3. The trial Judge dismissed the plaintiff's suit on the ground that the suit was for money lent, therefore, time began to run from the date of the loan.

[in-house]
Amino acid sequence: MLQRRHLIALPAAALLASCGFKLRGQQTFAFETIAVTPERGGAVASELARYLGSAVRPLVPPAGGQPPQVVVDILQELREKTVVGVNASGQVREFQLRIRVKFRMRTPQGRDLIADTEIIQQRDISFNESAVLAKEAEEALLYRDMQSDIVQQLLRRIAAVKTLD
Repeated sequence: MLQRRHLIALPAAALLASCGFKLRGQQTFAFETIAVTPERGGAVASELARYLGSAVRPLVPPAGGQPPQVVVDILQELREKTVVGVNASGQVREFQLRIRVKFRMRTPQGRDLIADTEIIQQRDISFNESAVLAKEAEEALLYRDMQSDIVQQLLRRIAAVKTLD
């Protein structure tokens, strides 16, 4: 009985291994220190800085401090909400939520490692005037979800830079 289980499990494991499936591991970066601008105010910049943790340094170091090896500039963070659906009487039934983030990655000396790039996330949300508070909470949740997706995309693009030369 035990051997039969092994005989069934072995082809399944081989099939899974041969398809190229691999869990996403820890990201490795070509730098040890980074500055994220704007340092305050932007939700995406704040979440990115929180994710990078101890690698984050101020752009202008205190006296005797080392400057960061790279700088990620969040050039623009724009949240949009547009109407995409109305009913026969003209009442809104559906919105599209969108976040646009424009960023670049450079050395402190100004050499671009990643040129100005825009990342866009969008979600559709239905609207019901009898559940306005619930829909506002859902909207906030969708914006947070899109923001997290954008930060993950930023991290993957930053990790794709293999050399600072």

4. It has been urged before us in appeal that the suit was one for money deposited on an agreement that it should be payable on demand, and therefore, the suit came within Article 60 of the Second Schedule of the Indian Limitation Act, and time began to run against the plaintiff from November 7, 1919, When the demand was made. No oral evidence was adduced at the trial, nor has it been suggested before us that there was any evidence available as to the circumstances in which the money was first handed over to the first defendant's firm in 1900. There is, therefore, a good deal of difficulty in ascertaining whether the suit comes within Article 60. It is not clear what the Legislature meant by the word ''deposited' in Article 60 but there must be some difference between 'money lent', and 'money deposited,' and one can only assume that a plaintiff relying upon Article 60 must prove that something took place between the parties at the time the money passed which would constitute the handing over of the money 'a deposit,' and not 'a loan.' It has been suggested that the difference in 'a loan' and 'a deposit' is that the borrower who takes money on deposit stands in a fiduciary relationship to the lender. That might either arise from a direct agreement, or might be implied from the circumstances in which the money came to the hands of the borrower. Ordinarily when A hands over money to B on the understanding that it is not a gift, but has to be repaid when demanded, that would be considered in law 'a loan' ; and when the plaintiff seeks to prove that the money so handed over was 'a deposit,' the onus would lie upon him to prove that there were additional circumstances which turned the 'loan' into a 'deposit.'